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seen Jan 28 at 1:10

comment Why shouldn't we roll our own?
The smartest person I know of who created a bad cryptographic primitive (in this case, a block cipher) is Dan Sleator, who is a highly-regarded theoretical computer scientist from Carnegie Mellon. He made a Feistel cipher out of a bad round function for his ICC chess server (acsac.org/2005/papers/57.pdf)
comment Looking for example of well-known app using unsalted hashes
@CodeInChaos: Done.
comment Using computer random number generators to produce keys, it is secure?
My point is: once you gather enough unpredictable entropy, it does not matter if it came from software or hardware or from the moon. It's a matter of philosophy as to whether anything is "truly unpredictable"; that depends on whether the universe is deterministic or not. But for practical concerns, it does not matter: as long as bits are infeasible to predict given the inherent physical limitations we face, then it's good enough.
comment Using computer random number generators to produce keys, it is secure?
How is a pure software solution based on inter-keystroke timings, time of day, process id, current weather, current stock indexes, etc., inferior to a noisy diode? The key is really introducing enough hard-to-predict seed such that pseudo-random effectively becomes truly-random.
comment Is Schneier's “Applied Cryptography” current?
The typo was not in Schneier's book itself; the typo was in the Chinese translation of this book that caused XioaYun Wang's team to get the endianness wrong it their original MD5 attack.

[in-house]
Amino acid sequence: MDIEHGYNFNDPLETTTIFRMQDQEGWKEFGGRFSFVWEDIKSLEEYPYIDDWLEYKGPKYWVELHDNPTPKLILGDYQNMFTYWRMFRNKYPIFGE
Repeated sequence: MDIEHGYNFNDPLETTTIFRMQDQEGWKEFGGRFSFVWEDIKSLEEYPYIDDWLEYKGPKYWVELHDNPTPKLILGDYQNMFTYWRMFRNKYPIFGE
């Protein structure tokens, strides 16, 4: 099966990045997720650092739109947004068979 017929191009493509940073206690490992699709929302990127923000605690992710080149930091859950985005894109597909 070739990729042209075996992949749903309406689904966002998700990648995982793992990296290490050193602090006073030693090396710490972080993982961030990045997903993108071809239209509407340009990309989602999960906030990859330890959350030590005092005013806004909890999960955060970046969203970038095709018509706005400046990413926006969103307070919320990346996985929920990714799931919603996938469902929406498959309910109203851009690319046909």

comment Complexity of web certificate attacks
Most of the relevant papers can be found at cryptography.hyperlink.cz/MD5_collisions.html
comment Is a large number of RSA-encrypted files a vulnerability?
what is a "public key passphrase"? Public keys are normally not protected whatsoever.
comment Should I bother teaching buffer overflows any more?
@mrnap We get 10 weeks to teach a security class
comment Should I bother teaching buffer overflows any more?
@mrnap I've been teaching buffer overflows and shellcode writing for 13 years. As most people in the security arena know, this was once the #1 vulnerability (5-10 years ago) and has since been supplanted by other vulnerabilities. I asked the question above to poll professionals on the continued value of teaching these techniques (which takes a lot of time) when other topics are becoming more relevant. You criticize me for even asking the question: believe me, if I'm not constantly questioning the impact of what I'm teaching, then I'm not doing my job.